Jim

              On 3/6/2010 10:47 AM, David wrote:
               



              I'm glad this came back up, as I have been meaning to respond to this. I have one of these, and I HAD one back in 1992, which I purchased on clearance from a company through "Computer Shopper." I believe I paid about $299 for it. It's not significant in the history of personal computers, nor specifically the laptop, but I still find it very interesting. I had long given mine away, so I then starting looking for one a few years ago, and got one off of eBay.

              So, I guess the better word for it is - collectible. It's very collectible, because it's unique enough and interesting. Not only does it have the unique 2" disk drive, but it could also have one or two meg of RAM, which you could allocate part of as a RAM drive. It also booted DOS 3.3 from ROM, plus, it has a very cool version of LapLink (I'm pretty sure that's the brand) in ROM, where you can just connect it to another computer, and transfer across to it, so you can then begin transferring files. I was in college part-time, and I was taking a course in both Lotus 1-2-3 and dBase III+. I purchased the computer to do my work at home, instead of at the lab (I had a Mac at home). I was able to copy the programs off of one of the lab computers to my minisPORT, shhhhhh. I only used the software for those courses.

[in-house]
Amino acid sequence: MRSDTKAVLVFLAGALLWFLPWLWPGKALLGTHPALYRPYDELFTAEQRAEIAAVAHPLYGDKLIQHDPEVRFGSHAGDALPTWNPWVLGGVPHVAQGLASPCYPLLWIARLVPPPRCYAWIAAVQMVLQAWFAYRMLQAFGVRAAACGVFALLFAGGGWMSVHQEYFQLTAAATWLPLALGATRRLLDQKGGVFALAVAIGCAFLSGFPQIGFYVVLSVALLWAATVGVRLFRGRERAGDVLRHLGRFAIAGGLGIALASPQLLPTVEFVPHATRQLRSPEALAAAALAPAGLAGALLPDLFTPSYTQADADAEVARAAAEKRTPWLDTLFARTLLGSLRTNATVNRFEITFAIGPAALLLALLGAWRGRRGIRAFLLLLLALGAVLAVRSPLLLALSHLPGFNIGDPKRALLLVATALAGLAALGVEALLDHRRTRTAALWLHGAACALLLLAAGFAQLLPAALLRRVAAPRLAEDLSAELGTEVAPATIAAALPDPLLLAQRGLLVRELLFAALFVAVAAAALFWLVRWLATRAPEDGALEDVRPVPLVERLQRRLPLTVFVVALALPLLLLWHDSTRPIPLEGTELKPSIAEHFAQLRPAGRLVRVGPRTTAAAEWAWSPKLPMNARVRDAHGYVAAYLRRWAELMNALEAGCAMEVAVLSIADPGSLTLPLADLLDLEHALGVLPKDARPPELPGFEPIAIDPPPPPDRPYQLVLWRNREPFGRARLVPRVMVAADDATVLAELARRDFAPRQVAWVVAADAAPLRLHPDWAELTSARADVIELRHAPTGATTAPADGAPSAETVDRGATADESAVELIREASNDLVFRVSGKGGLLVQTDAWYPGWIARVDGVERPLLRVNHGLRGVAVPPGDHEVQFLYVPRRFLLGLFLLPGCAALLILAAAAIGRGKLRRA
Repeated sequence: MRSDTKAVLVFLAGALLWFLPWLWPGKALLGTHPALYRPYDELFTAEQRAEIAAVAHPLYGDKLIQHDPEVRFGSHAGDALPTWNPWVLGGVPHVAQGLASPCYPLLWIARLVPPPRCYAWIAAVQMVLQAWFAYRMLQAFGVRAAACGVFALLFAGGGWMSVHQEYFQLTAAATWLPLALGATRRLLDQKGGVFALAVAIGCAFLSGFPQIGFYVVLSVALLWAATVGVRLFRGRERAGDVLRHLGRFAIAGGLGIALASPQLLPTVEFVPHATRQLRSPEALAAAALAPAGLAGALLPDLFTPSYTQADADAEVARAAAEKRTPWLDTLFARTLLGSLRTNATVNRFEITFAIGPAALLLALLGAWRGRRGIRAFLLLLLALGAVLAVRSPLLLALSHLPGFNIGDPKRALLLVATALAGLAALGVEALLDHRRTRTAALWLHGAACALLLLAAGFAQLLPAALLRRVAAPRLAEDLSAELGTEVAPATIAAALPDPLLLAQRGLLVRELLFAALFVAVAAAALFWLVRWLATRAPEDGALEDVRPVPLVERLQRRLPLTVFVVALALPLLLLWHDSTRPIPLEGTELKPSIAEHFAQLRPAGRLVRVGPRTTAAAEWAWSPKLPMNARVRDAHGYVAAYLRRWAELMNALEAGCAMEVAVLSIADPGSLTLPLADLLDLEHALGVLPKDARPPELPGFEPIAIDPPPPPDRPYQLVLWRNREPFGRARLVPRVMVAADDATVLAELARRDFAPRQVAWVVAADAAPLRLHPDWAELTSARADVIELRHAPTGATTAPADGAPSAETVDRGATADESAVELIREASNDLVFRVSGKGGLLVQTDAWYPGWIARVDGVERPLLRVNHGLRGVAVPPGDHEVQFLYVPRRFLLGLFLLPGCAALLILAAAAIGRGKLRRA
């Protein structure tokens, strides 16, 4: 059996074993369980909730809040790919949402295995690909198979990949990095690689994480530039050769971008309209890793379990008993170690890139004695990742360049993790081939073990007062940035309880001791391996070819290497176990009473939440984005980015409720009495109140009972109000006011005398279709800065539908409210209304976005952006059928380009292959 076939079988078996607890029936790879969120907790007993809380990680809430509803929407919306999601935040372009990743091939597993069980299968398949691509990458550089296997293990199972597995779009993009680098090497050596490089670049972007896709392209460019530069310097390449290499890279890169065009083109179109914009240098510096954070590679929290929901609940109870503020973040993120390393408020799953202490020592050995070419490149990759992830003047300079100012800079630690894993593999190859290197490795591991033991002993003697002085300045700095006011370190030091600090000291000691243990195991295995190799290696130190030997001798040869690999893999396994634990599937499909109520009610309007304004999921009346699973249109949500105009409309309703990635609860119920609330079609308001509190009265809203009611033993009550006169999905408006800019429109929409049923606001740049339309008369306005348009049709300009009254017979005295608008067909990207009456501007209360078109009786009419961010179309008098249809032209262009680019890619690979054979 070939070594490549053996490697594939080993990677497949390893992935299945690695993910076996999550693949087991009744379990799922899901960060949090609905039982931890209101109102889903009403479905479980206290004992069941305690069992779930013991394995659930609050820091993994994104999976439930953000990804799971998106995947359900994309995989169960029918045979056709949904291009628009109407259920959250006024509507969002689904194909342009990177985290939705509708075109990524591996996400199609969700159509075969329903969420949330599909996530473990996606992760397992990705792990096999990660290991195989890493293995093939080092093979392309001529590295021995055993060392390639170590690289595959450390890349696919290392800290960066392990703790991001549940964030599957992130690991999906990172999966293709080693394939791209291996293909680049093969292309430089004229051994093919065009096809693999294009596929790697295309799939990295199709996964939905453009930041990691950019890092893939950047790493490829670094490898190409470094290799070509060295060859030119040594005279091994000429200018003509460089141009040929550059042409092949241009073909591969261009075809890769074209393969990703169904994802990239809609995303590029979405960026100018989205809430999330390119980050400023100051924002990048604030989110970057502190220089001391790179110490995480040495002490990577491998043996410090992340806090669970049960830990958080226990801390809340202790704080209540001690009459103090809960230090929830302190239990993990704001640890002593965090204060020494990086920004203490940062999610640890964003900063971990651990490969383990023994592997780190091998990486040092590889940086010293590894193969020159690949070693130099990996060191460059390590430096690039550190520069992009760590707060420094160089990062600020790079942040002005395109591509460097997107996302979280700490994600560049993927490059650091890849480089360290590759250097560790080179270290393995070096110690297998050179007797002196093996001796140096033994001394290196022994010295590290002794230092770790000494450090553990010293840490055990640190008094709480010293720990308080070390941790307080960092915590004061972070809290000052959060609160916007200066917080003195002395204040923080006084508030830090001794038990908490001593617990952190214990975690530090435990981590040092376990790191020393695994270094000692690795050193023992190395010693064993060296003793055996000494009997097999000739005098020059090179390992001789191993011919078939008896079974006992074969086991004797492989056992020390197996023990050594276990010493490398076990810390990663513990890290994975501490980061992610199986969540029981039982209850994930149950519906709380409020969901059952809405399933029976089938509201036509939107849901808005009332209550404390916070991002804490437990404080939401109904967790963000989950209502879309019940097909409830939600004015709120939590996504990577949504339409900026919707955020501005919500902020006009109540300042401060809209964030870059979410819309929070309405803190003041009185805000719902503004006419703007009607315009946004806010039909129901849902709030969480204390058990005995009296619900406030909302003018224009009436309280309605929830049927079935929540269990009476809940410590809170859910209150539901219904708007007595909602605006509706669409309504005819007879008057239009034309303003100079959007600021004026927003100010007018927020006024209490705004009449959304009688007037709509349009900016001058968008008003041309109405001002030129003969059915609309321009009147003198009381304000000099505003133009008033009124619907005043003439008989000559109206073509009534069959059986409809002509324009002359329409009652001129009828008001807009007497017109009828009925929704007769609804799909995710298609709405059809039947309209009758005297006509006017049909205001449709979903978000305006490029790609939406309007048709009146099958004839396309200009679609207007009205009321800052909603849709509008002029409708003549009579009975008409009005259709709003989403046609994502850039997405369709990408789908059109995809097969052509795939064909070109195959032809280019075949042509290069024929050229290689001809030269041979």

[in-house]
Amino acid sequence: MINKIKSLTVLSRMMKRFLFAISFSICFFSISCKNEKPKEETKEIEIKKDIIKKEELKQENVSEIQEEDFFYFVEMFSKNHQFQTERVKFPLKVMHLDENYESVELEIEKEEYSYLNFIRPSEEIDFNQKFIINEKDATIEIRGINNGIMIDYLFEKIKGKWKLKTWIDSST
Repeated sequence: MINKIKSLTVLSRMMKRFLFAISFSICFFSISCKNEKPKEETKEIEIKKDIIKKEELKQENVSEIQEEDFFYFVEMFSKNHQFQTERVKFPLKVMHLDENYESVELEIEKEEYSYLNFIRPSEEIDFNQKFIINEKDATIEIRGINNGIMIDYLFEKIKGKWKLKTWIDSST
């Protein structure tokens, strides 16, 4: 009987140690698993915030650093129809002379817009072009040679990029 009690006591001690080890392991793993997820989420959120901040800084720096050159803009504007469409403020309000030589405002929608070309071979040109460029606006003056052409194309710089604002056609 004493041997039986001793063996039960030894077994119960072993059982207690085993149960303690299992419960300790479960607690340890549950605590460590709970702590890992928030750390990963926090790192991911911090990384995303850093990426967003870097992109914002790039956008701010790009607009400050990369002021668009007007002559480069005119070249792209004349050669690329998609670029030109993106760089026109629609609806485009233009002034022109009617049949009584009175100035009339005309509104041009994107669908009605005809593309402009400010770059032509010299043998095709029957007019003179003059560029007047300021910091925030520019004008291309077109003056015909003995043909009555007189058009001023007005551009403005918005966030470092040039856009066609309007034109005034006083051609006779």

This is a unique and proud part of my collection, along side at least two other, non-significant, but very cool computers -
              the Canon Navigator
              http://www.museo8bi ts.com/navigator .htm

              and the Convergent Technologies WorkSlate
              http://www.vintagec omputer.net/ convergent/

              I also used to see those advertised for about $1200 or so in the same timespan in "Computer Shopper."

              Best,

              David Greelish

              www.ClassicComputin g.com
              The Home of Computer History Nostalgia

              The Classic Computing Show podcast

              Stan Veit's History of the Personal Computer
              audio book podcast

              The Classic Computing Expo
              (planning / working towards summer 2010)

            • Bob Schwier
              I ve been wondering if these two inch drives have any thing in common with the small floppies that Brother used even into the nineties in word processors and
              Message 6 of 15 , Mar 9, 2010
              View Source
              • 0 Attachment
                I've been wondering if these two inch drives have any thing in common with the small